Ryley Walker is a restless bugger; it always seems like he's moving down the musical line faster than you can sum up or neatly categorize where he's been. While 2016's Golden Sings That Have Been Sung was a marked step away from the American Primitive persona displayed on 2014's All Kinds of You and the following year's neo-psych Brit-folk of Primrose Green. He was moving toward something too: a music, however fragmentary, of his own design. While it's true that none of his previous recordings could neatly sum up all he brought to the table, Deafman Glance takes the stranger and more relaxed approach from Golden Sings and goes down the rabbit hole to emerge with a record that sounds more "like him" than anything previously issued. Despite the fact that it was all recorded in a studio, this is the guy you are likely to experience on-stage on any given night. In his press release he claims he wanted to escape the "jammy acoustic guy" in favor of recording something that better represented the various sonic territories that continually intrigued him.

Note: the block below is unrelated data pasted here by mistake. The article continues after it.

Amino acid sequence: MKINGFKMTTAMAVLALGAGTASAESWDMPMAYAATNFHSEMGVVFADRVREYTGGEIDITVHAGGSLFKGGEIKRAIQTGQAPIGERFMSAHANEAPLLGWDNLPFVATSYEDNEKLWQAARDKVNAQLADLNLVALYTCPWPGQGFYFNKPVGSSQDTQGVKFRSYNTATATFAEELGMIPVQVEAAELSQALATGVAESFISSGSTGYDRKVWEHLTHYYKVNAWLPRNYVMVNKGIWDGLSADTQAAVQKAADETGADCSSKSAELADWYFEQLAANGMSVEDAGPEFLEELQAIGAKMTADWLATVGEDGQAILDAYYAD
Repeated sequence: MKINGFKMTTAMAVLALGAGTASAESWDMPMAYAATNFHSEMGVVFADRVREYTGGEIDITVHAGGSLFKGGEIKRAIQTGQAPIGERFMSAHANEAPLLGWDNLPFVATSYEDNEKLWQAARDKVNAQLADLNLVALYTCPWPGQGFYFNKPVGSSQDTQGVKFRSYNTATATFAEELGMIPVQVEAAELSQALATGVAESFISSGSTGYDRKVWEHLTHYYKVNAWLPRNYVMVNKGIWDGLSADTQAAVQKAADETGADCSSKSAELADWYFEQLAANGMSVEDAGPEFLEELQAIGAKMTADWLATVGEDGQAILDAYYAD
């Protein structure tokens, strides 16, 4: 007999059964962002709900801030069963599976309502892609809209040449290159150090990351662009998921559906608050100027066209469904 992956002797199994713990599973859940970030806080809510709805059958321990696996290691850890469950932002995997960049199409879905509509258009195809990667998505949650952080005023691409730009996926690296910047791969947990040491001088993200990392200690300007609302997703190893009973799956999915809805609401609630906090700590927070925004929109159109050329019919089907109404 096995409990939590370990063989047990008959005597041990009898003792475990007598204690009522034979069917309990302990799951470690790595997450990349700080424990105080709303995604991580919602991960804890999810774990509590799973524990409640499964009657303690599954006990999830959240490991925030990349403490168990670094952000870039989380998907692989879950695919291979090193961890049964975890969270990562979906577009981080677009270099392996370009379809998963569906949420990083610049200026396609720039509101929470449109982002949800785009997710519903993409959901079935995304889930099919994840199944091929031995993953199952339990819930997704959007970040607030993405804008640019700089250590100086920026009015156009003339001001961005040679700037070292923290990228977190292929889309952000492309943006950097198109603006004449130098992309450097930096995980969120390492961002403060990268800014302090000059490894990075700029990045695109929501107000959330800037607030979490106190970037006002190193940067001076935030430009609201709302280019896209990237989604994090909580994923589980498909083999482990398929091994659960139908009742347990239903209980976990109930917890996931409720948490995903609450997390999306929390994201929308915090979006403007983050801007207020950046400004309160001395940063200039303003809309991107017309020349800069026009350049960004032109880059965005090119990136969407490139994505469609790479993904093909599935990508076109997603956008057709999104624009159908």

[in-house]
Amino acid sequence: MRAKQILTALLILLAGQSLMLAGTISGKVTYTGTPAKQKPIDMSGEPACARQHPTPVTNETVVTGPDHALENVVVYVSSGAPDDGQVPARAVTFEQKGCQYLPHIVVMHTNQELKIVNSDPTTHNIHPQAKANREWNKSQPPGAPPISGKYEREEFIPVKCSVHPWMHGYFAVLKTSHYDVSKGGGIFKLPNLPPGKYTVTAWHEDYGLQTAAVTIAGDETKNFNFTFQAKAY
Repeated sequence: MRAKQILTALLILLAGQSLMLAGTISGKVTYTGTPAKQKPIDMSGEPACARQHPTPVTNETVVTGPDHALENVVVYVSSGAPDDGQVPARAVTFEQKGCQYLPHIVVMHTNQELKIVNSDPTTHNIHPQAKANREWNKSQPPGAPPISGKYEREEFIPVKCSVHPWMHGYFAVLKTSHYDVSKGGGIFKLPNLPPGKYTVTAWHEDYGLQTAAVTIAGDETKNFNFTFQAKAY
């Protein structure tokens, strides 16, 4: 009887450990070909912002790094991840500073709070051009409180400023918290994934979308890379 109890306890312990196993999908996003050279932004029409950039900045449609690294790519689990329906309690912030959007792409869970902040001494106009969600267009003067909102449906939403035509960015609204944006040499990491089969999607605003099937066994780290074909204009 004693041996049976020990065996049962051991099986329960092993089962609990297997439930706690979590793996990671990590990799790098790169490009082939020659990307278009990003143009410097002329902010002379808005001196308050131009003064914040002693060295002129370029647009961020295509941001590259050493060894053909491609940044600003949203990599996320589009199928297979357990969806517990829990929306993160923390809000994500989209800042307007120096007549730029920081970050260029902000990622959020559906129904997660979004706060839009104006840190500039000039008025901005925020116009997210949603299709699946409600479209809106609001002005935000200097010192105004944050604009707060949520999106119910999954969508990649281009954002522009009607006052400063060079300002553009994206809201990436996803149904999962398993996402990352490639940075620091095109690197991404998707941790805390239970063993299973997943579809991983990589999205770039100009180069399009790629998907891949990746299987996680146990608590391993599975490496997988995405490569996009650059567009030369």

These nine tracks accomplish that. Co-producing with keyboardist/arranger Leroy Bach, Walker surrounds himself with a familiar cast that includes guitarists Bill MacKay and Brian Sulpizio, bassist Matt Lux, drummer Mikel Avery, synthesist Cooper Crain, and others. While the sounds are steeped in Chicago's post-rock and experimental music scenes, they can't be neatly contained therein. For starters, the ghost traces of the Sea and Cake that painted the margins of his last album are still here -- check "Opposite Middle" -- but they are often stretched to the breaking point in vanguard flights of abstract fancy, as evidenced by the Scott Walker-esque "Accommodations," the rewardingly weird fractured folk in "Can't Ask Why," the drifting, downer singer/songwriter poetics of "In Castle Dome," and the brazen Baroque folk-cum-Canterbury-styled prog in "Telluride Speed." In "22 Days," he transitions from placid and spacious acoustically driven psych before spiraling into jazz-rock that indulges in three guitars engaged in knotty interplay. "Expired" is initially a formless exercise in sonic adventure that moves back inside to embrace more recognizable confessional singer/songwriter fare with tender Mellotron embellishments. Conversely, "Rocks on Rainbow" harks back in time to his articulation of British Isles jazz-folk. With three guitars interlocking in an open-ended, ever-widening vamp punctuated by his halting, reedy baritone and striated instrumental cadences, closer "Spoil with the Rest" erupts in wonky, anthemic rock with a melodic pop hook. Deafman Glance could easily have been a mess. Its seemingly deliberate M.O. of not enforcing an agenda has resulted in a quizzical and beguiling collection of tunes that, played in virtually any sequence, results in an album of unassuming but nearly constant intrigue and delight. With its fascination quotient running so high, Walker's musical restlessness generously offers a sense of welcome anticipation that listeners can return to almost endlessly.